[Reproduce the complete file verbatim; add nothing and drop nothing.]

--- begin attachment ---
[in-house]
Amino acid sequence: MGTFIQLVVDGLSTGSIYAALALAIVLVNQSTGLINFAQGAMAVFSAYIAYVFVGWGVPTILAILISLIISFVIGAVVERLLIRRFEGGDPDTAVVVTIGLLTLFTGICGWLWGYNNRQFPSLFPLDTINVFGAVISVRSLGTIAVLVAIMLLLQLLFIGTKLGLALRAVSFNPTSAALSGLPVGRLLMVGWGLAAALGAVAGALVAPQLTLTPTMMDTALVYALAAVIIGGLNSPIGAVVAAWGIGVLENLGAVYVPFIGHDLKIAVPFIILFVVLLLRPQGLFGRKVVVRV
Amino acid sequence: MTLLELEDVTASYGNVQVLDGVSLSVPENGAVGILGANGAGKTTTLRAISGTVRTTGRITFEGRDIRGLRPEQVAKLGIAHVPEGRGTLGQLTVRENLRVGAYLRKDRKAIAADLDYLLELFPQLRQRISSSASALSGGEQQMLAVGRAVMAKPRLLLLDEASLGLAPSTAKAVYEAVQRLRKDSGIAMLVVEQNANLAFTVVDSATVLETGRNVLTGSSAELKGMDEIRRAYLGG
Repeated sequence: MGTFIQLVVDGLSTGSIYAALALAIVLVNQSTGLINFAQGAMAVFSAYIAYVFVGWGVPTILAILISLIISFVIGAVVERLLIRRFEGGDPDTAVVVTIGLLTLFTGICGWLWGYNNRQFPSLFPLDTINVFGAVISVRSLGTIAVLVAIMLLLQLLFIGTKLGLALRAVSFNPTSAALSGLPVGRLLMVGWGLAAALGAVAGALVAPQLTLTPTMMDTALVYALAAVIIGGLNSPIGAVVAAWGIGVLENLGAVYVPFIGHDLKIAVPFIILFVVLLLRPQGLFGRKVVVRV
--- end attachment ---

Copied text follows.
[in-house]
Amino acid sequence: MGTFIQLVVDGLSTGSIYAALALAIVLVNQSTGLINFAQGAMAVFSAYIAYVFVGWGVPTILAILISLIISFVIGAVVERLLIRRFEGGDPDTAVVVTIGLLTLFTGICGWLWGYNNRQFPSLFPLDTINVFGAVISVRSLGTIAVLVAIMLLLQLLFIGTKLGLALRAVSFNPTSAALSGLPVGRLLMVGWGLAAALGAVAGALVAPQLTLTPTMMDTALVYALAAVIIGGLNSPIGAVVAAWGIGVLENLGAVYVPFIGHDLKIAVPFIILFVVLLLRPQGLFGRKVVVRV
Amino acid sequence: MTLLELEDVTASYGNVQVLDGVSLSVPENGAVGILGANGAGKTTTLRAISGTVRTTGRITFEGRDIRGLRPEQVAKLGIAHVPEGRGTLGQLTVRENLRVGAYLRKDRKAIAADLDYLLELFPQLRQRISSSASALSGGEQQMLAVGRAVMAKPRLLLLDEASLGLAPSTAKAVYEAVQRLRKDSGIAMLVVEQNANLAFTVVDSATVLETGRNVLTGSSAELKGMDEIRRAYLGG
Repeated sequence: MGTFIQLVVDGLSTGSIYAALALAIVLVNQSTGLINFAQGAMAVFSAYIAYVFVGWGVPTILAILISLIISFVIGAVVERLLIRRFEGGDPDTAVVVTIGLLTLFTGICGWLWGYNNRQFPSLFPLDTINVFGAVISVRSLGTIAVLVAIMLLLQLLFIGTKLGLALRAVSFNPTSAALSGLPVGRLLMVGWGLAAALGAVAGALVAPQLTLTPTMMDTALVYALAAVIIGGLNSPIGAVVAAWGIGVLENLGAVYVPFIGHDLKIAVPFIILFVVLLLRPQGLFGRKVVVRV